Uhh…Don’t Punch Too Hard!
Rationale: Children need explicit, systematic phonics instruction to successfully learn to read. It is important that they understand that phonemes can be mapped onto words. In this lesson I will be teaching u = /u/.
Materials:Letterbox set for each student in the class
1. Today we are going to be talking about the sound that the letter u makes. When we say this sound our mouth is open and our tongue stays down. Let’s learn some ways to remember this sound.
2. Have you ever been playing kind of hard and someone ran into you by accident and hit your stomach and you said /u/? Well that is the exact sound that the letter u makes! Now let’s practice saying it together. Every time that we say /u/ you are going to make a fist and touch your stomach (not punching, just pretending.) Okay, now let’s practice together. /u/!
3. Now let’s try a tongue twister with the /u/ sound in it. Reveal the chart and point to words. “They were upset because they were unable to get the ugly umbrella up.” Now everyone say it together. Good, this time we say it every time you /u/ I want you to stretch out the sound “They were uuuupset because they were uuuuunable to get the uuuuuugly uuuumbrella uuuuup.” Great!! Now let’s try one more thing. This time when we say the tongue twister, I want you to break off the /u/ sound from the word. “They were /u/ pset because they were /u/ nable to get the /u/ gly /u/ mbrella /u/ p! Great job!
4. Now I am going to say some words. If you hear the /u/ sound in the word that I say, I want you to make a fist next to your stomach like we did earlier. Fun, box, cat, tug, stick, pup, run.
5. Each student should now have Elkonin boxes and letterbox set on their desks. Model how to use them by first folding out three Elkonin squares. I use three square because there are three sounds in tug, /t/ /u/ /g/. Use teacher set for the entire class to see. If I wanted to spell the word tug, I would place t in the first box because the first sound that I hear is /t/. In the next box I would place my u because I hear the /u/ sound like punching my stomach. Last, I would place g in the third box because I hear /g/. Now I want you to try to spell some words. Have students spell: dug, cab, run, pup, jet, gum. Move on to four and five phoneme words: club, shred, lunch, crisp, trunk, strap, and sprung. Have the students read the words once they have spelled all of them.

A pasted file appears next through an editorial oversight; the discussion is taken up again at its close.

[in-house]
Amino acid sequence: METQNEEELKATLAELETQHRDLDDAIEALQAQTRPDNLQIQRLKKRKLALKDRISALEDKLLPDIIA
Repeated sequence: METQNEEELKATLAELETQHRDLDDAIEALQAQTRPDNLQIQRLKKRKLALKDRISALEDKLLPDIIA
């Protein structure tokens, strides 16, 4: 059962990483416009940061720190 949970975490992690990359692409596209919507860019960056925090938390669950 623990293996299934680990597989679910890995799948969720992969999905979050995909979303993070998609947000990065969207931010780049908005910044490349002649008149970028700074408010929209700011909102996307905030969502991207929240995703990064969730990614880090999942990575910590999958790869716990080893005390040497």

6. Now pass out Bud the Sub to each student and give a short book talk. “This book is about a sub named Bud. The sub floats in water. But the tug hits an iceberg! Bud comes to the rescue, but I hope that no one is hurt. Let’s read to find out. Have the students buddy read the book and look for words that make the /u/ sound. After all students have finished reading, call on students to share some words that they read with /u/. Write them on the board.
7. For assessment, give students worksheets with pictures and review the names of each picture to prevent confusion. Students should color the pictures that’s word contains the /u/ sound. The worksheet should include pictures of each: lunch, sand, drum, truck, dress, brick, club, and junk. For additional assessment, students can one by one come to the teacher’s desk to read the book individually while a running record is taken.
Overstreet, Jill. Beginning Reading: Isabelle the Icky Iguana.
Parker, Jessica. Beginning Reading: Fuzz Gets an Unpleasant Buzz!
http://www.auburn.edu/rdggenie/constr/parkerbr.html(1990.) Phonics Readers Short Vowels. Bud the Sub. Carson, CA. Educational Insights.